Bob Hagerty

Robert C. Hagerty

Powerful Connectivity

Editors’ Note

Robert Hagerty joined Polycom in January 1997 as President, Chief Operating Officer, and a member of the Board of Directors. In July 1998, he was named Chief Executive Officer and, in March 2000, he became Chairman of the Board of Directors. Prior to joining Polycom, Hagerty held key senior management positions with Stylus Assets, Ltd, Logitech, Inc., Conner Peripherals, Signal Corporation, and Digital Equipment Corporation. He holds a B.S. in Operations Research and Industrial Engineering from the University of Massachusetts, and a M.A. in Management from St. Mary’s College of California. Hagerty was named the 2009 Ernst & Young Entrepreneur of the Year for Northern California, Technology Sector and CEO of the Year in 2005 by industry analyst group Frost & Sullivan. In addition, he currently serves on the Board of Directors for Palm, Inc.

Company Brief

Polycom, Inc. is the global leader in telepresence, video, and voice solutions and a visionary in communications that empower people to connect and collaborate everywhere. Polycom (www.polycom.com) is the market leader delivering best-in-class category products and the industry’s only unified collaborative communications solution that integrates voice, video, data, and the Web and extends from the desktop to the core infrastructure hardware and software required in a world class communications system. The company has made a number of key acquisitions – including Voyant Technologies, ViaVideo, Accord Networks, PictureTel, MeetU, ASPI, and Circa Communications – to build the most complete product offering for collaborative communications.

What impact did the economic crisis have on Polycom?

We saw some slow down, particularly in our voice business. Our video systems powered through fairly well. We didn’t see any real disruption in Asia, mostly driven by business in Japan and China. The U.S. clearly saw some effects as did Europe. Overall, it was a challenging year, but one in which we were able to organize a number of strategic initiatives and get some things done.

Is there an awareness of how your solutions and services have continued to broaden into different segments?

Definitely. There is a vast difference between video technology of eight or ten years ago compared to today. We now have giant high-definition screens and an immersive environment with relatively no latency – the pictures are crisp and clear and it feels so like being there that I’ve had people reach across the room to try to shake hands over the cameras. As you can imagine, this has enabled a variety of applications.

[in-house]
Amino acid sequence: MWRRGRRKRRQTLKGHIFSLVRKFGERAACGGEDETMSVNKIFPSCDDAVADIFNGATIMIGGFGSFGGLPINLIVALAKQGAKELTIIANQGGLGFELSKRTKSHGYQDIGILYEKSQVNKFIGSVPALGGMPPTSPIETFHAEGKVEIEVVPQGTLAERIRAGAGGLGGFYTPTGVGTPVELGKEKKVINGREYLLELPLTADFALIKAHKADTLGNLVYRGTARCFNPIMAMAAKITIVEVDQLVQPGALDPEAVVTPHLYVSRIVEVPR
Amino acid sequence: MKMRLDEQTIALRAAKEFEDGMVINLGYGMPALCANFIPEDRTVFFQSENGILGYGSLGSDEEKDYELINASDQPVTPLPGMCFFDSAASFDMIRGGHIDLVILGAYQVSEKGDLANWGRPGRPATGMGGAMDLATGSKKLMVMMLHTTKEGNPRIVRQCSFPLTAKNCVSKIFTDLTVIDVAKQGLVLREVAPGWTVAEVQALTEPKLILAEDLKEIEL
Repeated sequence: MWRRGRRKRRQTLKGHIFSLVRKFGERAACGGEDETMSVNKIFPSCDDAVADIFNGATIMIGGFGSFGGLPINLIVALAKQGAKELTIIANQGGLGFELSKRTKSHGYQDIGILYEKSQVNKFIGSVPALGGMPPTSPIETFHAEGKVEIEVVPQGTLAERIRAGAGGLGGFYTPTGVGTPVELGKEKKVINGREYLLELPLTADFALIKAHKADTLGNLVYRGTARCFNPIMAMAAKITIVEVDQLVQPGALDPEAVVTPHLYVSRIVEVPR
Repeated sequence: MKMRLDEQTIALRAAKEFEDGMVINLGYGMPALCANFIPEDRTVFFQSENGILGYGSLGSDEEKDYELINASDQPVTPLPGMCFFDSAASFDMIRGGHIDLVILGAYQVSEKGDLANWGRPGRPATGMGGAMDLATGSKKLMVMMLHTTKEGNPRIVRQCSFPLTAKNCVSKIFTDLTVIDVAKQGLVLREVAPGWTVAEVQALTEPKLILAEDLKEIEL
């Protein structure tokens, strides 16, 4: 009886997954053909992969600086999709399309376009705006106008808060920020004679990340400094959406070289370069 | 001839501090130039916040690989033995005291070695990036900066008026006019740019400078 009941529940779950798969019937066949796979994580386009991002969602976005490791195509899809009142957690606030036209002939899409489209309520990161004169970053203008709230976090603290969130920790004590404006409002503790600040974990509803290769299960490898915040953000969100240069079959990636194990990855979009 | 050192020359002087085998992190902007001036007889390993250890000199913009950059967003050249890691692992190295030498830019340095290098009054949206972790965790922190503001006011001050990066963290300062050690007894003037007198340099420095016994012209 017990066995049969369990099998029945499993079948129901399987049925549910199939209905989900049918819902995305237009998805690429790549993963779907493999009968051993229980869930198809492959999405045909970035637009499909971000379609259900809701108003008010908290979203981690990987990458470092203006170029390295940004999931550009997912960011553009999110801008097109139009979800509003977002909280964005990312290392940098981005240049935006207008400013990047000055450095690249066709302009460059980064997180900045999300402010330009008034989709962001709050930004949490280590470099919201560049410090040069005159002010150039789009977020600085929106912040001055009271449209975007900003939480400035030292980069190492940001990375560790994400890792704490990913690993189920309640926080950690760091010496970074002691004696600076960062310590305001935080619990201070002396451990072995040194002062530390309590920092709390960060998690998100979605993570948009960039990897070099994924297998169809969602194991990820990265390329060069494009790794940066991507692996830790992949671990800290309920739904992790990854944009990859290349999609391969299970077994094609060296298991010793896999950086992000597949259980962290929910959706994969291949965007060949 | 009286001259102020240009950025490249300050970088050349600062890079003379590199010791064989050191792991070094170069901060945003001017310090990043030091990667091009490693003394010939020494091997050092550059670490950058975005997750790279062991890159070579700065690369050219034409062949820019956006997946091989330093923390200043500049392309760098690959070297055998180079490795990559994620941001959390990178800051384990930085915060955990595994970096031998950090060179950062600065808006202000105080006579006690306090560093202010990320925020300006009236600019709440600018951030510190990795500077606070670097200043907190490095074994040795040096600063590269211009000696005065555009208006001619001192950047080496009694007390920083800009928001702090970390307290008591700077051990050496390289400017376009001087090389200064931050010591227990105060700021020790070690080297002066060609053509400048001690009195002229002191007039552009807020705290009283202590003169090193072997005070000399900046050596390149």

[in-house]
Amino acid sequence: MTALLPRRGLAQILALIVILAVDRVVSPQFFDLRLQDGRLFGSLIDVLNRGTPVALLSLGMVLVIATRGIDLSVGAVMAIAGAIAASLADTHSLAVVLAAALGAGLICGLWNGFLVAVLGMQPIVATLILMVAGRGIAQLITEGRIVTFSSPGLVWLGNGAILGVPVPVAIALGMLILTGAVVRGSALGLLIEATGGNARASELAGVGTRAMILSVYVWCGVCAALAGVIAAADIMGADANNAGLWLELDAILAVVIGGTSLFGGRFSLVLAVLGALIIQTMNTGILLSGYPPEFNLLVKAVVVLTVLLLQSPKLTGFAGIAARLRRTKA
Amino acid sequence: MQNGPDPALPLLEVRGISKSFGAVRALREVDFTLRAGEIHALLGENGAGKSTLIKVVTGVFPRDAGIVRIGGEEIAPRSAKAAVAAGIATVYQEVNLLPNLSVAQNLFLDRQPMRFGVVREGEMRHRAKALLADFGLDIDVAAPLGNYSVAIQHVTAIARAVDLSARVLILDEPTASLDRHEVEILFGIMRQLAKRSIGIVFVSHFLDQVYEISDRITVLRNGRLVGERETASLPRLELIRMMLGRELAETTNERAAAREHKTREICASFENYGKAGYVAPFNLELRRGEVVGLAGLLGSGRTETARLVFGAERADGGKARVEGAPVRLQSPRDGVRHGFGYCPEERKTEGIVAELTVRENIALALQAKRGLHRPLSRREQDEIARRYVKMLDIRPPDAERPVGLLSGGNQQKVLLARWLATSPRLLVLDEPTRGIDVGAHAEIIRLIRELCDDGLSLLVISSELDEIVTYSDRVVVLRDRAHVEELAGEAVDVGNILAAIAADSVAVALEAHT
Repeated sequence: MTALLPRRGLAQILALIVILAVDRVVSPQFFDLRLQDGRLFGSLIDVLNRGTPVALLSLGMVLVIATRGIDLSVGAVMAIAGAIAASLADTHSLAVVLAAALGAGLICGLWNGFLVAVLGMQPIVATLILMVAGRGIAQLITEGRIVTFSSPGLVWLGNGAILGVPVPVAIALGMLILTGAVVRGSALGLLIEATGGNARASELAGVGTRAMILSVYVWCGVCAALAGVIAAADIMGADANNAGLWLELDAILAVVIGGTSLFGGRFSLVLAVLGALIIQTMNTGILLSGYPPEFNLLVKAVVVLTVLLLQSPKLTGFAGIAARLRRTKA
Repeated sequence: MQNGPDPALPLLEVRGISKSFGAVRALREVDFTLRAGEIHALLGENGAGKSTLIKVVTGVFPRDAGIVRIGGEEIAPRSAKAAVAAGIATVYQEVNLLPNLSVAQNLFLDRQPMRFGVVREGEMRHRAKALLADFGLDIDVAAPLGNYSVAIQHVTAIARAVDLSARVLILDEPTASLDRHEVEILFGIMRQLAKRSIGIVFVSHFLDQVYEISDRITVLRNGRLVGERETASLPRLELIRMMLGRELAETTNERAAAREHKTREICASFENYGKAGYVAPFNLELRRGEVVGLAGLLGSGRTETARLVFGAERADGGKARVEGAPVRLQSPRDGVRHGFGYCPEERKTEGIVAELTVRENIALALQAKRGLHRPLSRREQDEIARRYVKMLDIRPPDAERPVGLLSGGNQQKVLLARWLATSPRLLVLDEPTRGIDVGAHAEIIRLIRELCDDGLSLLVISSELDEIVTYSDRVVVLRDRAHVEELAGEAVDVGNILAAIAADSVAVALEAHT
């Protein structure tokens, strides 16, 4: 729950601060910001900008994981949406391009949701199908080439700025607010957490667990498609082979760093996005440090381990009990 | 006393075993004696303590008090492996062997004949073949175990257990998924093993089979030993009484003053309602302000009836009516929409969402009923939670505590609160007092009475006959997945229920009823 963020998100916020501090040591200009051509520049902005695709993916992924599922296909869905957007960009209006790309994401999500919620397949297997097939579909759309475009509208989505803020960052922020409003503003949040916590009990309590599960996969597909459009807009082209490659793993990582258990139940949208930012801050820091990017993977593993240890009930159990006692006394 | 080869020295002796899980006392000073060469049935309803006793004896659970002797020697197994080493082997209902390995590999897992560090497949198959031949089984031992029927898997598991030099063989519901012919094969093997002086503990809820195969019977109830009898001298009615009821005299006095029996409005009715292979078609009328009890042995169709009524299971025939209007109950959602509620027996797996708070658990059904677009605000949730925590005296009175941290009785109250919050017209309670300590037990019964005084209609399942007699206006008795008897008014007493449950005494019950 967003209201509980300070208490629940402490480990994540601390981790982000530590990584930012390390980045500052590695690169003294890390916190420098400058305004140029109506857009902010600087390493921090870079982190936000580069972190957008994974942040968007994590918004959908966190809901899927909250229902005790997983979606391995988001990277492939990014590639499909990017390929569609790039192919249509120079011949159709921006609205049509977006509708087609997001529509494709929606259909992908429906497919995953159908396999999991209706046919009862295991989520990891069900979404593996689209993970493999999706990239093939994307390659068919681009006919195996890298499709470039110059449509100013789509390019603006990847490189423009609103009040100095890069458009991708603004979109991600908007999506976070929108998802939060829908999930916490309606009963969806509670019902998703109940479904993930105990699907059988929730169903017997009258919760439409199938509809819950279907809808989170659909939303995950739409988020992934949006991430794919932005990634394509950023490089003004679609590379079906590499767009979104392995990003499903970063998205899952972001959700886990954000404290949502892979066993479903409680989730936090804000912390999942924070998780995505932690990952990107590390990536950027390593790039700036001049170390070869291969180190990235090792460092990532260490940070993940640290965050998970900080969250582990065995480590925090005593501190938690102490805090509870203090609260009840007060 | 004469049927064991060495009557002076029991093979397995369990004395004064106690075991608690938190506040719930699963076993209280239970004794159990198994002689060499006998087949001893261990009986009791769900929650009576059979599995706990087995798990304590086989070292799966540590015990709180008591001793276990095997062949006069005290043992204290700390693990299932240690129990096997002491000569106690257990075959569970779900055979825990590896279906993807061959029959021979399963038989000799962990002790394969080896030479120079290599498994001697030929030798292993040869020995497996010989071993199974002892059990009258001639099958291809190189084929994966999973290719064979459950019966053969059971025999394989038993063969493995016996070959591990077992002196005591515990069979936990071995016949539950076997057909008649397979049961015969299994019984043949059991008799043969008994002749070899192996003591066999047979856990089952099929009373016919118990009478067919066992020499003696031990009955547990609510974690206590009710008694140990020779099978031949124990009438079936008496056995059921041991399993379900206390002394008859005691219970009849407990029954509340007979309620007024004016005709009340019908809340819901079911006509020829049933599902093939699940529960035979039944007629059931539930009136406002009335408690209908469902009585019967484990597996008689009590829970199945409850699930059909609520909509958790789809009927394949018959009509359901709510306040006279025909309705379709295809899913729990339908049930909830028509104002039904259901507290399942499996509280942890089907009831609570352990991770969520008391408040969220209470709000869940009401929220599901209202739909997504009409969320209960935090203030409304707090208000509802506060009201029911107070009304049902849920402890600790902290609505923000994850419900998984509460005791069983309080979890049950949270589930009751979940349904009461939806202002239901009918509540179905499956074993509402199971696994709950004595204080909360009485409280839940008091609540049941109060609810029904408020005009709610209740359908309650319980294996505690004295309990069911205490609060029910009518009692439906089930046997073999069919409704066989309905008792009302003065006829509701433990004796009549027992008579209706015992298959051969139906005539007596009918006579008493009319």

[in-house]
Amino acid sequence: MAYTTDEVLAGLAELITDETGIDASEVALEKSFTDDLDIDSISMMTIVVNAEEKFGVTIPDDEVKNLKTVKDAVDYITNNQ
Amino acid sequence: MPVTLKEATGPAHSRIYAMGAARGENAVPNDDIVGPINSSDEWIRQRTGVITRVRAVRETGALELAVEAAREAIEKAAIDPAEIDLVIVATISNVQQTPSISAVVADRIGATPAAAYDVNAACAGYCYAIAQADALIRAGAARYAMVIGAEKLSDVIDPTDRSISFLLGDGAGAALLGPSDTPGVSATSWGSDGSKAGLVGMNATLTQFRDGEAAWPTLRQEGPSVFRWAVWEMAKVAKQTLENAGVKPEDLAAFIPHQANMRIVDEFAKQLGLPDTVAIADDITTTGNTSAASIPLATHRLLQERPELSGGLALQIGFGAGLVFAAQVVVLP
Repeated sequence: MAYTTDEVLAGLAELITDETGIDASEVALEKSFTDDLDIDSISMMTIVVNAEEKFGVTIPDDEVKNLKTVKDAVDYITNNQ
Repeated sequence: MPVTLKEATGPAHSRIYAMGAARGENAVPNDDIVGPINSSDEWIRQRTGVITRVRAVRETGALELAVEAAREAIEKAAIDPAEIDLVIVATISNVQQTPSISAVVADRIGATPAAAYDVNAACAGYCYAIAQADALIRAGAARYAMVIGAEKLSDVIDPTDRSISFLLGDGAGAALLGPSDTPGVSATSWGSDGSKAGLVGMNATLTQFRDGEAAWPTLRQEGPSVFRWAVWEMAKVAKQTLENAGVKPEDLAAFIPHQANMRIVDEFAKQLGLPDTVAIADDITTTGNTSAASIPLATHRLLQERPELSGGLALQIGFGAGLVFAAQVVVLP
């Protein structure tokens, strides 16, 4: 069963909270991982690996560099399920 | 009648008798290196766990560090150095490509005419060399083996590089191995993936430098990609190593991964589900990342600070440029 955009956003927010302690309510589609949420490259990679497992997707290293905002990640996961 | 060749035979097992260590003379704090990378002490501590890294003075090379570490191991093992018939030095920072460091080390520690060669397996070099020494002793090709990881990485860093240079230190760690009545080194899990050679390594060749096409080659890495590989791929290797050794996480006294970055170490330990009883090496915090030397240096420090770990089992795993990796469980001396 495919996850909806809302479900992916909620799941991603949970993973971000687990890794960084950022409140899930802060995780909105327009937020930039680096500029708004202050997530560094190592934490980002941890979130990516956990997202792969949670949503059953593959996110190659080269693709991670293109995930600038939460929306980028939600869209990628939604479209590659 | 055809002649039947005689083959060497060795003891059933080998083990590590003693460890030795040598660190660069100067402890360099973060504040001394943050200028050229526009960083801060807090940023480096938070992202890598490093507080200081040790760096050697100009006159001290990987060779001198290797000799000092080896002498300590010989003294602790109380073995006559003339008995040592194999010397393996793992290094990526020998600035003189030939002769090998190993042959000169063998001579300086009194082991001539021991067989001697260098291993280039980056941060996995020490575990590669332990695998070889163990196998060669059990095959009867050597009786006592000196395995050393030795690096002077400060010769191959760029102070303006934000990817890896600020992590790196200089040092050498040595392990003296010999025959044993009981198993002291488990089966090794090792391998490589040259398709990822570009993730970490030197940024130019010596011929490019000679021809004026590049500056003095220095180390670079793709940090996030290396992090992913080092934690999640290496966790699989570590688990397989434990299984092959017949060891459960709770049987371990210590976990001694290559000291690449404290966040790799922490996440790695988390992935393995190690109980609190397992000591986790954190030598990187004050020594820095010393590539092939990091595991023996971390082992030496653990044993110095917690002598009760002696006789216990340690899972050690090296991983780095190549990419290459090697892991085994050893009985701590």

We offer applications that provide two distinct benefits: they make the users and the organizations that use this equipment much more productive on a number of fronts, and they lower their costs of delivery. One such application is for education, where video has been used to reach into rural areas where the students are spread out geographically.

Another is in telemedicine, where the doctor and the system can be more time- and cost-efficient by consulting with patients via video. Translators can also be available via video to help a doctor communicate with a patient speaking a foreign language. In addition, we can apply a telepresence solution in a training hospital, where, for instance, a group of doctors can view a surgery via multiple high-definition cameras while being able to communicate directly with the surgeon in a live interactive process.

When you look at the enterprise, companies across the globe are using Polycom video and telepresence to dramatically improve productivity. These customers include LexisNexis, FranklinCovey, Turner Broadcasting, Regus, Daimler Trucks, and Atari, just to name a few.

Have you also focused on the public sector and worked with governments and public enterprise?

Yes, we work with all the federal agencies. We comply with all the security and networking rules, so we are certified to operate on those secure networks. We’re widely deployed in both voice and video. In fact, NATO uses Polycom telepresence daily for central command communications, emergency management, and workgroup collaboration.

How critical has corporate responsibility and community engagement been for Polycom, and is that a responsibility of business leaders?

We have focused on that from the beginning. We have our own team inside the company that works on our relationships with non-governmental organizations. Many of them are trying to break new ground and become more efficient, so we’re not only a source of talent and funds, but also a vehicle to make them more efficient. For instance, we work with Global Nomads Group. They use our video to connect students in different locations around the globe. Their mission is to encourage global understanding, and they’re using our equipment to do it.

Another is Medical Missions for Children, which highlights telemedicine solutions. They connect children in distress facing life-threatening illnesses with expert doctors, who can consult on tough cases.

In addition, everybody in our company is allowed to take a day off to work on a charitable effort. We also offer matching funds and provide online training on ethics. The spirit of citizenship is critical to our company.

How do you find the time to spend with customers?

I do about seven to nine video calls a day, so I can be anywhere in the world instantly – it’s just a click away. I have a set of tools available that everybody should have but not everybody does. I meet folks and get together and if they’re video users, we connect and talk routinely as we need to on video, and if they’re not video users, we try to convince them to become video users, because it’s made me a lot more productive than I could otherwise be. So I do travel, but only to augment my video communications. Customers are supreme – that’s what we really focus on at Polycom.